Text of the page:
Coach Kim said...

I totally agree with Mrs. Limoges, the podcast and video presentation were extremely informative, helpful, and will be a great resource for the future. I am glad that Mark took the time to go over how to set up a wiki. It seems so easy. I was thinking of creating a blog or a wiki in the future that had featured a book of the month. Since I teach middle school, I was toying with the idea of having students reading a book and (either the same as their parents or finding an appropriate book for adults that dealt with the same themes or concepts) to create an online dialogue about these books. How great would it be that kids and parents could enter into conversations about books over the dinning room table. It wouldn't require parents to come to the school, but they would still feel a part of it. It would encourage a conversation that may not be there for some families. I am so excited to bring wikis into my building and explore all of the possible options for making my school better.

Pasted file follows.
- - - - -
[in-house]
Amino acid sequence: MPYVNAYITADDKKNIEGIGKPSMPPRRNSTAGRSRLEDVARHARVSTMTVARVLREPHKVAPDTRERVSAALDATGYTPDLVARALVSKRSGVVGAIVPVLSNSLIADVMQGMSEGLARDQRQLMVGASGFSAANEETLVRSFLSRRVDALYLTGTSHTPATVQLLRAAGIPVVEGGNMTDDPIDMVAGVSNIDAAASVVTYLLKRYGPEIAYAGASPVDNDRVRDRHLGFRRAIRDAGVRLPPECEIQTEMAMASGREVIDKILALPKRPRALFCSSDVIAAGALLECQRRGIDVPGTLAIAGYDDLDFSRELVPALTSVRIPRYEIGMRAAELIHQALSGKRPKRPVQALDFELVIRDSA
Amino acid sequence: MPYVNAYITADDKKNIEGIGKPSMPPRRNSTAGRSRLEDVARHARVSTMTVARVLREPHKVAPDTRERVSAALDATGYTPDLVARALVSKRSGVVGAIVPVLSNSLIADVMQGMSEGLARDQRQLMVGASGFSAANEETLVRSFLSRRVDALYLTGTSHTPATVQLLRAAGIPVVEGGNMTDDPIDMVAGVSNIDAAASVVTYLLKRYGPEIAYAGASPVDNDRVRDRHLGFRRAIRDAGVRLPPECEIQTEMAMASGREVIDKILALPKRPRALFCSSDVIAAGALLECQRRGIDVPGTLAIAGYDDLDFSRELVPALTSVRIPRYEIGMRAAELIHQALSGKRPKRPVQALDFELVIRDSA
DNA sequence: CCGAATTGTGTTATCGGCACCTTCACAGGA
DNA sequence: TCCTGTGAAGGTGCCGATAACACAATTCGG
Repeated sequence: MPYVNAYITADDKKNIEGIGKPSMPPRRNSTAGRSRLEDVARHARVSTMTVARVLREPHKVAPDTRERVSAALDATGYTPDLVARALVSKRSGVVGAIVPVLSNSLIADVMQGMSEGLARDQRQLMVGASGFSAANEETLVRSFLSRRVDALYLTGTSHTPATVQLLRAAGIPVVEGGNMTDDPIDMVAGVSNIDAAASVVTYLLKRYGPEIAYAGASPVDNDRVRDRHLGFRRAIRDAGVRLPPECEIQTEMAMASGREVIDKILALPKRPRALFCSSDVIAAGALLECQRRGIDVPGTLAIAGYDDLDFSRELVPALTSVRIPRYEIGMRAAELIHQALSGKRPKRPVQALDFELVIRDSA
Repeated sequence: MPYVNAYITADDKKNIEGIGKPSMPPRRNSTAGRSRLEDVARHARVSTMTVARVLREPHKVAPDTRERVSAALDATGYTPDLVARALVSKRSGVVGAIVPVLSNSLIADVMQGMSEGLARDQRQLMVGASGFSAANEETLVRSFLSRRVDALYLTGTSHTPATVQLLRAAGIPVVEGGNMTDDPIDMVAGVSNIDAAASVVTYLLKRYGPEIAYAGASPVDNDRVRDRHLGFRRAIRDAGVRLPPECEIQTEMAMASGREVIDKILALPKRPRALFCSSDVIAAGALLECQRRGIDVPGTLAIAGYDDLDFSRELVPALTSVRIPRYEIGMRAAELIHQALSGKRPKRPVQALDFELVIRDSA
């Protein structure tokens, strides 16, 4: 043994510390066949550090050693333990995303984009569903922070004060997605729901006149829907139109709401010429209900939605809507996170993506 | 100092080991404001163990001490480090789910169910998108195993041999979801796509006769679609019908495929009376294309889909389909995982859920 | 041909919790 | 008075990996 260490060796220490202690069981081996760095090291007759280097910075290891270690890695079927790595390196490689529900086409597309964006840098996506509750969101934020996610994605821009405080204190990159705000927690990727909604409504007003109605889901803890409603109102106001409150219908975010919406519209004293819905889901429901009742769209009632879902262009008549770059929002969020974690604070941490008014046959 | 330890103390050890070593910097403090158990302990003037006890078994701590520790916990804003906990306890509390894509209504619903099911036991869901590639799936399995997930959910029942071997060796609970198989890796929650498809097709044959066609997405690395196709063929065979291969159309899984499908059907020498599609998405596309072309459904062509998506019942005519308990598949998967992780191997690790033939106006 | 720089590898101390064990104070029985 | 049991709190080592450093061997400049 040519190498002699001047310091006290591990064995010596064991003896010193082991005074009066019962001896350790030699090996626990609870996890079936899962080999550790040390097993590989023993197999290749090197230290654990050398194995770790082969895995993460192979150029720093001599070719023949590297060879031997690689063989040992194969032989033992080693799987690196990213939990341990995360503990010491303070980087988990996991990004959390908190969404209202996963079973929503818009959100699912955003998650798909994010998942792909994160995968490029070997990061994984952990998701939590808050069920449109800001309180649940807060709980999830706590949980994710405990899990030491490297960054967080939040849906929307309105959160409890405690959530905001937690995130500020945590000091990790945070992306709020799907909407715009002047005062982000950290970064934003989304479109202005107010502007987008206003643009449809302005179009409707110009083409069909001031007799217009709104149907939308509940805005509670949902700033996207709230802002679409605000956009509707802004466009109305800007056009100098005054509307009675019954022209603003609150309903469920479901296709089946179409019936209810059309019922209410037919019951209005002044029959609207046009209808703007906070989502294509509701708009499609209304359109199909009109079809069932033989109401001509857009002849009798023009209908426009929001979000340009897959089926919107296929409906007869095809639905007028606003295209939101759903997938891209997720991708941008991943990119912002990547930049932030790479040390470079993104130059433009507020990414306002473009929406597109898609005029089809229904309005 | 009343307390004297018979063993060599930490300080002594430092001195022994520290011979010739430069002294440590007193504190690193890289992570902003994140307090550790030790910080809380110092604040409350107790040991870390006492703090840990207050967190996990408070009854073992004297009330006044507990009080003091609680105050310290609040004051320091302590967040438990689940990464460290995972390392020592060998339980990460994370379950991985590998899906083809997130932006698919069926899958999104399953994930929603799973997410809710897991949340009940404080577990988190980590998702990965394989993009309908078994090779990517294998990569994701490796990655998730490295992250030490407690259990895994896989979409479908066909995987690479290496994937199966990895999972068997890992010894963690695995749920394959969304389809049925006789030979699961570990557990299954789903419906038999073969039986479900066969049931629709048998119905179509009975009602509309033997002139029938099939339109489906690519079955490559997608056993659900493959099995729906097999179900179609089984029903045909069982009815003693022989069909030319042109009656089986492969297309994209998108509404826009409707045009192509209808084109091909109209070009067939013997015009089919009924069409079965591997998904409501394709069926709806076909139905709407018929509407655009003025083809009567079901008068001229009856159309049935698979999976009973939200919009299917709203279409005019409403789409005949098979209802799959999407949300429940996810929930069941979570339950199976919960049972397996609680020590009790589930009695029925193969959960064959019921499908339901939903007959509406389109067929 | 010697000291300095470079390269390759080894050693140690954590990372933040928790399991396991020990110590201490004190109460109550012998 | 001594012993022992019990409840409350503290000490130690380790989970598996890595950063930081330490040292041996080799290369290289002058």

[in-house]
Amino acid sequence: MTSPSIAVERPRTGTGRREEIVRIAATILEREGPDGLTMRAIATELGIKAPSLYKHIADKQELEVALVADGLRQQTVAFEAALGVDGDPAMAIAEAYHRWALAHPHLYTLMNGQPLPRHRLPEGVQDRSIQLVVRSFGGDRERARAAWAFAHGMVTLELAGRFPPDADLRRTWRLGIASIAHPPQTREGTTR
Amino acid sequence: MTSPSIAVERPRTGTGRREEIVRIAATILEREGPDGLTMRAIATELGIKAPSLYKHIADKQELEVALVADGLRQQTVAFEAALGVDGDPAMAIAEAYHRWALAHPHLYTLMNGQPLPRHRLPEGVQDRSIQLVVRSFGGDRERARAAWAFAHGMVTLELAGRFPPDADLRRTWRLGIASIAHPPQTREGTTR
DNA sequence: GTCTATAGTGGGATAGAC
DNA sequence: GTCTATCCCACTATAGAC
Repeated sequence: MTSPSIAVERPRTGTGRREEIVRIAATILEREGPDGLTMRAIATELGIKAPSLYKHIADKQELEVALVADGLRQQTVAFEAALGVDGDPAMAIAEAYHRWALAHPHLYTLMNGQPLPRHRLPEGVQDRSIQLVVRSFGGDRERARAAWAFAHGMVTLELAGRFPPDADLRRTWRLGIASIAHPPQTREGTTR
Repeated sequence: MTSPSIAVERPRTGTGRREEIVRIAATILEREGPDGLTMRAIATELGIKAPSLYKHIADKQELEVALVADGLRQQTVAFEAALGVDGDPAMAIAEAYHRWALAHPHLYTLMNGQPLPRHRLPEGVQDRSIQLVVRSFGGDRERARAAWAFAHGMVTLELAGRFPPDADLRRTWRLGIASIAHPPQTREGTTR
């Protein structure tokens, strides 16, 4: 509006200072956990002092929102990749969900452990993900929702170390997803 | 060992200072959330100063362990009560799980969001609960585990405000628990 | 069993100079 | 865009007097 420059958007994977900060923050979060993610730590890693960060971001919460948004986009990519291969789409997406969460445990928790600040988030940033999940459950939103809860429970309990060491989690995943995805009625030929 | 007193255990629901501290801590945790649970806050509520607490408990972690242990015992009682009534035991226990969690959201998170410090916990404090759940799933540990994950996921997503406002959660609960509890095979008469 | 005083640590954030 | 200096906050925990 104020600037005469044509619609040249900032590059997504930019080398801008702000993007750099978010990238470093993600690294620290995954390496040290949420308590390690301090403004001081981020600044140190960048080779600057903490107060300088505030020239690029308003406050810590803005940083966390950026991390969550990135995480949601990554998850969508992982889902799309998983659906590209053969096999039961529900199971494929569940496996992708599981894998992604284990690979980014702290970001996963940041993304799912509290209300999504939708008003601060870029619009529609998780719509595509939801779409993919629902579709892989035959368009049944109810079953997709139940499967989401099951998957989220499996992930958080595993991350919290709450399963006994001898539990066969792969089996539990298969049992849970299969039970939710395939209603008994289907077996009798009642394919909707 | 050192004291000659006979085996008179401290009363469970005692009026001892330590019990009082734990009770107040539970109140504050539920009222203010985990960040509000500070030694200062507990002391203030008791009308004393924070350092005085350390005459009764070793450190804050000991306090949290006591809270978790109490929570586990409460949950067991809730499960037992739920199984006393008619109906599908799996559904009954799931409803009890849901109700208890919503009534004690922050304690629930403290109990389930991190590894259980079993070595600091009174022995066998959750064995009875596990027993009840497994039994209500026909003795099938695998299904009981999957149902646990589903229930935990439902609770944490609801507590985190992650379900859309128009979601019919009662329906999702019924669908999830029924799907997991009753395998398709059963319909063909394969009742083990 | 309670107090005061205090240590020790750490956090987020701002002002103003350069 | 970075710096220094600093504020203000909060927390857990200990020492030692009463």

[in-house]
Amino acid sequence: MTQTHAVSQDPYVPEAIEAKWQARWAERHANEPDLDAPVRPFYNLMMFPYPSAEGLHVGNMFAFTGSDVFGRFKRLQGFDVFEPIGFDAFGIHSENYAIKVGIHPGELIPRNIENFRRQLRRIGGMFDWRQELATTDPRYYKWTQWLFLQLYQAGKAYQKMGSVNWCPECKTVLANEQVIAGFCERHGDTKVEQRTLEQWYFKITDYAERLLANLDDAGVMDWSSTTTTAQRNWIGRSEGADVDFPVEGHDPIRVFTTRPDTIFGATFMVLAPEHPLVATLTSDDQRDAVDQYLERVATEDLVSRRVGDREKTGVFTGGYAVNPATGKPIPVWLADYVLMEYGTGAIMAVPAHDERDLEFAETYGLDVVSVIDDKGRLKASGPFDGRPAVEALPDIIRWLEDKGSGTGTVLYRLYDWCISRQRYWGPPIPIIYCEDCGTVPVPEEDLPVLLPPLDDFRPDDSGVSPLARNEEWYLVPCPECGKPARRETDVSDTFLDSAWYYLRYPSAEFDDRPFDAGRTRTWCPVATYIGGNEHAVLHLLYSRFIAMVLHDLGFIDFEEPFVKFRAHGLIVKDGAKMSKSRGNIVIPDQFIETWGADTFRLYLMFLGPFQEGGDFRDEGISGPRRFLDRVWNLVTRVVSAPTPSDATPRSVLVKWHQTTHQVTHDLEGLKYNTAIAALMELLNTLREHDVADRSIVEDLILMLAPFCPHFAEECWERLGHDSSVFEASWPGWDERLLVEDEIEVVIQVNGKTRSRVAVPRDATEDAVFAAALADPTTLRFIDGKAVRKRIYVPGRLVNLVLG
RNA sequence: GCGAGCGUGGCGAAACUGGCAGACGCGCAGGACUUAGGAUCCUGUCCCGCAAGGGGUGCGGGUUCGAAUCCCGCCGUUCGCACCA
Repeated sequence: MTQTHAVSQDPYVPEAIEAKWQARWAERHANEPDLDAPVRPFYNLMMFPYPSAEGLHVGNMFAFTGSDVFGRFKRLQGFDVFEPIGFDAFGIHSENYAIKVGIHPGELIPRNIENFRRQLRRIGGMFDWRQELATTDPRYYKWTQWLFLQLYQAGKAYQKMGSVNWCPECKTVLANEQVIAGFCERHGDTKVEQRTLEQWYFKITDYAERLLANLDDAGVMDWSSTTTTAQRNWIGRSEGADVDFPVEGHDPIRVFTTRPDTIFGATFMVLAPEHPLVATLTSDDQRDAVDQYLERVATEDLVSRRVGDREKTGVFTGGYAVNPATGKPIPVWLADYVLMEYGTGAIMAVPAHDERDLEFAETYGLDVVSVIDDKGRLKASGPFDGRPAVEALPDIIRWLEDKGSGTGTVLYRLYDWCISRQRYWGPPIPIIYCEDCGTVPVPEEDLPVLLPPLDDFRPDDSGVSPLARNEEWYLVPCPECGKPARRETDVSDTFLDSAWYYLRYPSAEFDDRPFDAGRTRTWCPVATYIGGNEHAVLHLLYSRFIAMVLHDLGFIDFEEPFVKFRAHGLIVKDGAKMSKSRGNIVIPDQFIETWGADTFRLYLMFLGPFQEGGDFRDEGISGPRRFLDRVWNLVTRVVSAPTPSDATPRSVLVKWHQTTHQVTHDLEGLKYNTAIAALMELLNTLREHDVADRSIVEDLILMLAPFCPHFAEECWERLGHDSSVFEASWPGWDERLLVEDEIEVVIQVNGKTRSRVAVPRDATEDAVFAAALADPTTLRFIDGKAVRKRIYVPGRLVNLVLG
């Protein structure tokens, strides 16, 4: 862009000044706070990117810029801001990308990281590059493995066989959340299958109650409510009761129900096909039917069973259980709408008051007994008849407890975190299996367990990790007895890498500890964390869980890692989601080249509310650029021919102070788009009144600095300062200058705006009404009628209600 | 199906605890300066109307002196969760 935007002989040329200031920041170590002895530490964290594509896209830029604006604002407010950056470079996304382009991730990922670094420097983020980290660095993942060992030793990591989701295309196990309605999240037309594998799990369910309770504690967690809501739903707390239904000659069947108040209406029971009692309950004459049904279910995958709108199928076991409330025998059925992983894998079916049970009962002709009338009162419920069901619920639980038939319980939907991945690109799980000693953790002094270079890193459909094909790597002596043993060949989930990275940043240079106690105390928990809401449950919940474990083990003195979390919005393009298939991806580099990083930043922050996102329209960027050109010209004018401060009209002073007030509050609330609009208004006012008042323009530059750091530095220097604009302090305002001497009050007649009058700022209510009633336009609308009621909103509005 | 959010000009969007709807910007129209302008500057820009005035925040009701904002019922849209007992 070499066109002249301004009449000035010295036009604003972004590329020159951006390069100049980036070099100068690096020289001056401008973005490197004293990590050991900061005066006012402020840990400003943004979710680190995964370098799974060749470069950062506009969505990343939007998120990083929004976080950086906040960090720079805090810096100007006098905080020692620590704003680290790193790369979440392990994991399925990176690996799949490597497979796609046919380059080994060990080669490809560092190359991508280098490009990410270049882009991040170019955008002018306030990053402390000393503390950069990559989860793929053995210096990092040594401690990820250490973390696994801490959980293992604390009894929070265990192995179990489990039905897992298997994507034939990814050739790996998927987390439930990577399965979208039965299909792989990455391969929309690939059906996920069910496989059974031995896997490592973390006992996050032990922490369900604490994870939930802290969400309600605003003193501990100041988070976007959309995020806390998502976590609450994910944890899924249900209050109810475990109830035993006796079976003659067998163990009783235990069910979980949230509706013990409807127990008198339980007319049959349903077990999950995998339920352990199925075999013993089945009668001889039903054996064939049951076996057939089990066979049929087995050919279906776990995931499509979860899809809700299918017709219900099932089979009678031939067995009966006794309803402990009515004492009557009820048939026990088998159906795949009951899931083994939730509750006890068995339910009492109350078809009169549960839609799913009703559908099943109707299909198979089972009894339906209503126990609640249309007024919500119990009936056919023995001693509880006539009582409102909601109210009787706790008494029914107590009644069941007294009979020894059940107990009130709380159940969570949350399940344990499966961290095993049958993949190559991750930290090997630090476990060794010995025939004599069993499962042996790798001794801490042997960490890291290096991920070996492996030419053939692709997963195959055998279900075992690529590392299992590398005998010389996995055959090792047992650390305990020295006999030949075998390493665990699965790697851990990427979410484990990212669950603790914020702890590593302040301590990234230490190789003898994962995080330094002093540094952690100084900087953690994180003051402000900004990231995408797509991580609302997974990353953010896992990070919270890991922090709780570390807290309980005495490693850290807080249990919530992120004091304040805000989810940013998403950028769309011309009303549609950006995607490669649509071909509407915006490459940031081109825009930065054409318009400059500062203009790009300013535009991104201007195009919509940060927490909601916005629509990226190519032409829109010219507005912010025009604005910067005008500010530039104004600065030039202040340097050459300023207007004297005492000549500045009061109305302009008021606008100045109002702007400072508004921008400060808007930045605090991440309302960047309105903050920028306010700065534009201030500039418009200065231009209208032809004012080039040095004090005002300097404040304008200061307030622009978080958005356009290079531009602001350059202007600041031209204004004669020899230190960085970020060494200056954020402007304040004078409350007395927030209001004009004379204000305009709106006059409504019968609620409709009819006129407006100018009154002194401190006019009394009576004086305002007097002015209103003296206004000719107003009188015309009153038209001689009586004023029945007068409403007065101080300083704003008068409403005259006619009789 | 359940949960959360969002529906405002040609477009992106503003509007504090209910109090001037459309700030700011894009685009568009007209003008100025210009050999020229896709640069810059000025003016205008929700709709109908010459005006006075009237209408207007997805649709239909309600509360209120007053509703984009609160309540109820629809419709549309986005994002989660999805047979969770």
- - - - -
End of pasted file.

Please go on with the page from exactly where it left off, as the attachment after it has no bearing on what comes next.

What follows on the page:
Mr. Schofield said...

The notion of collective intelligence is intriguing; however, the skeptic in me can't help to wonder about the massive amount of misinformation that exists out there. I appreciate the constant editing that occurs, but who is to say that the current editor's knowledge is accurate. What happens when little Johnny accesses this misinformation and presents it, through no fault of his own, as fact? Sure the information may be eventually corrected, but in the meantime, false facts are taken as truth. I know, I know...what's my problem? But like I skepticism gets the better of me sometimes, which will probably always keeps me a digital immigrant.